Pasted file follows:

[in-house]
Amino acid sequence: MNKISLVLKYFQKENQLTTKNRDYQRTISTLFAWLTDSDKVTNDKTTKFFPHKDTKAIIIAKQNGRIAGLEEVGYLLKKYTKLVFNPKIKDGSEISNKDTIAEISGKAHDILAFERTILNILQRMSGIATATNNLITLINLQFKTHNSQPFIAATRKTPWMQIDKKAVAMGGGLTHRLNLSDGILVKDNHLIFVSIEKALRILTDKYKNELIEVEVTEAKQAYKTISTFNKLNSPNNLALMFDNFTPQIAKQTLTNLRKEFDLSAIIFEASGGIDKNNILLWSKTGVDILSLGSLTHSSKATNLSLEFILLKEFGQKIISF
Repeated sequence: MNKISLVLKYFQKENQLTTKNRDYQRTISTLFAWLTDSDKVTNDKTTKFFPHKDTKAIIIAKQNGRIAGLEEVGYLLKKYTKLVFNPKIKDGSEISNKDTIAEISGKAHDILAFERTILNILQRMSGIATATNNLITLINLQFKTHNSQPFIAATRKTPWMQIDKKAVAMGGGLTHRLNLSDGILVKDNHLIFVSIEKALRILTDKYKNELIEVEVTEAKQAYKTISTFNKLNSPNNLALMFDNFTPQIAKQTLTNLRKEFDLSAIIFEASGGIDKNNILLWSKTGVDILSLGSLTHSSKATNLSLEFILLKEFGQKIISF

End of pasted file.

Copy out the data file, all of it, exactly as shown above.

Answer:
[in-house]
Amino acid sequence: MNKISLVLKYFQKENQLTTKNRDYQRTISTLFAWLTDSDKVTNDKTTKFFPHKDTKAIIIAKQNGRIAGLEEVGYLLKKYTKLVFNPKIKDGSEISNKDTIAEISGKAHDILAFERTILNILQRMSGIATATNNLITLINLQFKTHNSQPFIAATRKTPWMQIDKKAVAMGGGLTHRLNLSDGILVKDNHLIFVSIEKALRILTDKYKNELIEVEVTEAKQAYKTISTFNKLNSPNNLALMFDNFTPQIAKQTLTNLRKEFDLSAIIFEASGGIDKNNILLWSKTGVDILSLGSLTHSSKATNLSLEFILLKEFGQKIISF
Repeated sequence: MNKISLVLKYFQKENQLTTKNRDYQRTISTLFAWLTDSDKVTNDKTTKFFPHKDTKAIIIAKQNGRIAGLEEVGYLLKKYTKLVFNPKIKDGSEISNKDTIAEISGKAHDILAFERTILNILQRMSGIATATNNLITLINLQFKTHNSQPFIAATRKTPWMQIDKKAVAMGGGLTHRLNLSDGILVKDNHLIFVSIEKALRILTDKYKNELIEVEVTEAKQAYKTISTFNKLNSPNNLALMFDNFTPQIAKQTLTNLRKEFDLSAIIFEASGGIDKNNILLWSKTGVDILSLGSLTHSSKATNLSLEFILLKEFGQKIISF